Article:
Religion in Tibet

Religion is very significant to Tibetans as everything, from education to culture, is centered on religious beliefs. Tibet is a holy land where most people believe in Tibetan Buddhism. However, there are also other religions such as; Bon, Islam, and Catholicism. Even though, different religions coexist harmoniously with each other. 


Buddhism likely was introduced to Tibet in 173 CE at first, during the region of the 28th Yarlung King Thothori, but had, it appears, no impact at first. The first official historic introduction of a Buddhist scripture into Tibet happened during the reign of King Hlato. Buddhism revived, with the help of King Yeshe O. A real revival occurred after 1042, when Atisha-di-Pankhara pur Tibetans "Back on the Right Track". He presented Buddhist philosophy with a very clear and strong approach, which became the basis for philosophical teachings in most Tibetan traditions. Buddhism is still persevering in Tibet, the temples and monasteries that were destroyed are rebuilt. The Chinese government still has a strong hold on religious practices, including placing a limit on the number of religious buildings. Education (although there wasn't a formal educational system) as well as anything cultural or intellectual, was based on religious beliefs in Tibet, the leaders in the government being Buddhist monks. Tibetan Buddhism, also known as Lamaism, it is based on Tantra and Yogacara and belongs to the Mahayana school. Lamas are the teachers of Buddhism. They play an important role in Tibetan Buddhism. The Lama is the one that ensures that the system of Buddhism will continue to work. In 1578 the Lama Sonam received the title of Ta-Le (Dalai) from the Mongolian ruler Atlan Khan. Because he was the third reincarnation found in a row he became the third Dalai Lama. Throughout its spreading out it has captivated and knotted features of Indian Buddhism, Tibetan Bon religion, and Chinese culture, thus appearing to be far more mystical than other forms of Buddhism. Mantras, Mudras, Yantras (sacred art) and secret initiation rituals, etc. all add to its outstanding uniqueness.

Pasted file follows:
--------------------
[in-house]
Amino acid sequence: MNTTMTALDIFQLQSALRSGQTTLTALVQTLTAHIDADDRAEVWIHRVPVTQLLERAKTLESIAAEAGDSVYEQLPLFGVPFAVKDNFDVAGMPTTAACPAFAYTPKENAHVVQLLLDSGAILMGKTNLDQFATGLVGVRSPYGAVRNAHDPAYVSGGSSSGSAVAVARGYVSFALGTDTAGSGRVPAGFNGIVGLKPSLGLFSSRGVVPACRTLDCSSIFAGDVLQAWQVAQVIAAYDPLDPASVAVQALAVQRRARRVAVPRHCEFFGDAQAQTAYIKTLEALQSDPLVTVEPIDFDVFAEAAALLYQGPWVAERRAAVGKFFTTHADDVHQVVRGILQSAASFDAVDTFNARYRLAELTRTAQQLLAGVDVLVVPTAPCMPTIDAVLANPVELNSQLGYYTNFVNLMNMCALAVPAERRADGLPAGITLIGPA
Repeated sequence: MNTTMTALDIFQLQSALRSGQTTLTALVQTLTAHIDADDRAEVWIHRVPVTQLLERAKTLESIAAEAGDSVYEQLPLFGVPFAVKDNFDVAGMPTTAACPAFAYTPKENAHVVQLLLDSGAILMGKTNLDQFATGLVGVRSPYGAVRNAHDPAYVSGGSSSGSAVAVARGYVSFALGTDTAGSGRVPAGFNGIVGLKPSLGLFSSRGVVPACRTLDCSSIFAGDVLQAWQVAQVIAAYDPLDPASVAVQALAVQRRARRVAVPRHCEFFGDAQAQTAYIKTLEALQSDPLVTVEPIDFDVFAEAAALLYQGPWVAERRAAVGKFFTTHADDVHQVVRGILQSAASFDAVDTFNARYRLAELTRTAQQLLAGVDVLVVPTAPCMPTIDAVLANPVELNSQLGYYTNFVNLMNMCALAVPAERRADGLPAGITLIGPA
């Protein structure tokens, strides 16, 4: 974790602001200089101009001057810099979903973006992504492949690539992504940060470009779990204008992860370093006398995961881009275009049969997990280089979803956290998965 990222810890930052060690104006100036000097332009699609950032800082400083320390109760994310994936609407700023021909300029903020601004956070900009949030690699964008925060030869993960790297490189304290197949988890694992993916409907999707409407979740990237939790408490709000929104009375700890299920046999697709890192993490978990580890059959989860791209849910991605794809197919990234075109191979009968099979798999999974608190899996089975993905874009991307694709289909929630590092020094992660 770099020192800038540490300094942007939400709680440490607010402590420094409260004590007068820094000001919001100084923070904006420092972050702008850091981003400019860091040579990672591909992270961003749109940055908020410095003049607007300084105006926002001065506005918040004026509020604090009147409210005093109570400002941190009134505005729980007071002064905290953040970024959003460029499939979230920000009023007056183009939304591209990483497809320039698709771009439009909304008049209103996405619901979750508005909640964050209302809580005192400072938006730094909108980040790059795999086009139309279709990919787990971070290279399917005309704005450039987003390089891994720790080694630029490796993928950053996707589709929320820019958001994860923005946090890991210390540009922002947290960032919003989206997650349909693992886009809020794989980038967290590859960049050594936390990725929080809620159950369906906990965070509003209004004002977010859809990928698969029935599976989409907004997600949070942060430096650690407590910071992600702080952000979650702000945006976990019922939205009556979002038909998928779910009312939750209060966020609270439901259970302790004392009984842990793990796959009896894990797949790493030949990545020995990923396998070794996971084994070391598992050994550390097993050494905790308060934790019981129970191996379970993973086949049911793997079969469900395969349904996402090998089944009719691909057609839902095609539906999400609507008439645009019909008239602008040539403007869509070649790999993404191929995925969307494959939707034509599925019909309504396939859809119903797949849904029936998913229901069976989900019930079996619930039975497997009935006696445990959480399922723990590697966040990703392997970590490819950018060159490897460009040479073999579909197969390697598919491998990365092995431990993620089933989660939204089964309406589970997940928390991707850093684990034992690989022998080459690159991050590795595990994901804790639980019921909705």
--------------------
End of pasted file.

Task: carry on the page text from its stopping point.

Bon is the native religion of Tibet and originated around the 5th century BC. Bon, the short name of Bonpo, is also known as 'Black Religion' since the followers all wear black headwear. Bon is full of mystery and has stirred the curiosity of many researchers and secular people despite it being overshadowed by popular Tibetan Buddhism. It is difficult to distinguish between Tibetans who follow the tradition of Bon and those who stick to Buddhism. Both share a common heritage, as well as popular religious practices such as chanting mantras, making offerings, and spinning prayer wheels. Monks receive training in astrology, medicine, poetry, and the making 0f religious objects. Bon monks are often called to laypersons' homes to perform rituals on holy days when there is an illness, and when someone dies.


Tibet is widely recognized as a religious region, where nearly all the people believe in Tibetan Buddhism. Nevertheless, followers of other religions, such as Bon, Islam, and Catholicism can also be seen in Tibet, and all the religions coexist harmoniously with each other. Islam has been in existence for over 1300 years and also influences part of Tibetans' life to some degree.


In the land of Tibet where almost everyone is enthusiastic about Tibetan Buddhism, a branch of Christianity - Catholicism - also has found its root. The only Catholic church of Tibet - Yanjing Catholic Church - is located in Shang Yanjing Village, Markham County, Chamdo.